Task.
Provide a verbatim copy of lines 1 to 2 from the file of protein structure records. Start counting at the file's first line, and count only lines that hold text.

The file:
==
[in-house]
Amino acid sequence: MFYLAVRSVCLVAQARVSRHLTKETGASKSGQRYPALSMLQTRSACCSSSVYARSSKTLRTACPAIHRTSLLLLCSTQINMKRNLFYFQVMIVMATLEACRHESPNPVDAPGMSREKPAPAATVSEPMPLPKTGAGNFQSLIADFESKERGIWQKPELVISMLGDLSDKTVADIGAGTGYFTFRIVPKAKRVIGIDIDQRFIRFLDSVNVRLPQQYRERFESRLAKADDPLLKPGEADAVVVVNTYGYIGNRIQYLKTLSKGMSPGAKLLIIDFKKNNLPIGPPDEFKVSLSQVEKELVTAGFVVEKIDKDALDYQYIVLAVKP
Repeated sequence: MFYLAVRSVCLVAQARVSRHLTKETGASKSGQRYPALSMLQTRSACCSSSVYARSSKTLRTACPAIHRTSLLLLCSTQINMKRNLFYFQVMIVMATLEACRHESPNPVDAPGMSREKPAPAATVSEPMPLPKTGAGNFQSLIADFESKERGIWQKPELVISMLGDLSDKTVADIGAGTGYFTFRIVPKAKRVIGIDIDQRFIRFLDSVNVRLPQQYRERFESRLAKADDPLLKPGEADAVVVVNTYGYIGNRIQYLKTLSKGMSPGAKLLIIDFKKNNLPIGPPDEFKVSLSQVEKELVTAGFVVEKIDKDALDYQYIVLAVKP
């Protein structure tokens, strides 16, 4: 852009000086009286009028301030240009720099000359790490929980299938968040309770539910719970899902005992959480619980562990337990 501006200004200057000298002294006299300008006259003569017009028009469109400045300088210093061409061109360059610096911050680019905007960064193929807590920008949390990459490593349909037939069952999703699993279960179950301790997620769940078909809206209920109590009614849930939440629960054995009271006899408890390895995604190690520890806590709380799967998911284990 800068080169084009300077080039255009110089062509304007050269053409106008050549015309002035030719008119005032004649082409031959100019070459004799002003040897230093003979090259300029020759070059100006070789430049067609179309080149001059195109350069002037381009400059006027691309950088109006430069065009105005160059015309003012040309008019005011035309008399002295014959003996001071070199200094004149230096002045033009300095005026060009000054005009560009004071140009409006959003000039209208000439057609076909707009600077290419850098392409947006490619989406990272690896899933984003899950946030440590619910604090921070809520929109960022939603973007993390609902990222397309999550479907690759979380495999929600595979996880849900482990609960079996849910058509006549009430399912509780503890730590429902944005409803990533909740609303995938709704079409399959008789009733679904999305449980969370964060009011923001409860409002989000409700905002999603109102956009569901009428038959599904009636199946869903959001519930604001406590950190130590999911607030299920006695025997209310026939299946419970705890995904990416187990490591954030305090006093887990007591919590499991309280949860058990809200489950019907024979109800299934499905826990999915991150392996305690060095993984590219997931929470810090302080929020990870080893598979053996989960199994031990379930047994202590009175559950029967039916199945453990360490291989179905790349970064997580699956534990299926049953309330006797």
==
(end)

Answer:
[in-house]
Amino acid sequence: MFYLAVRSVCLVAQARVSRHLTKETGASKSGQRYPALSMLQTRSACCSSSVYARSSKTLRTACPAIHRTSLLLLCSTQINMKRNLFYFQVMIVMATLEACRHESPNPVDAPGMSREKPAPAATVSEPMPLPKTGAGNFQSLIADFESKERGIWQKPELVISMLGDLSDKTVADIGAGTGYFTFRIVPKAKRVIGIDIDQRFIRFLDSVNVRLPQQYRERFESRLAKADDPLLKPGEADAVVVVNTYGYIGNRIQYLKTLSKGMSPGAKLLIIDFKKNNLPIGPPDEFKVSLSQVEKELVTAGFVVEKIDKDALDYQYIVLAVKP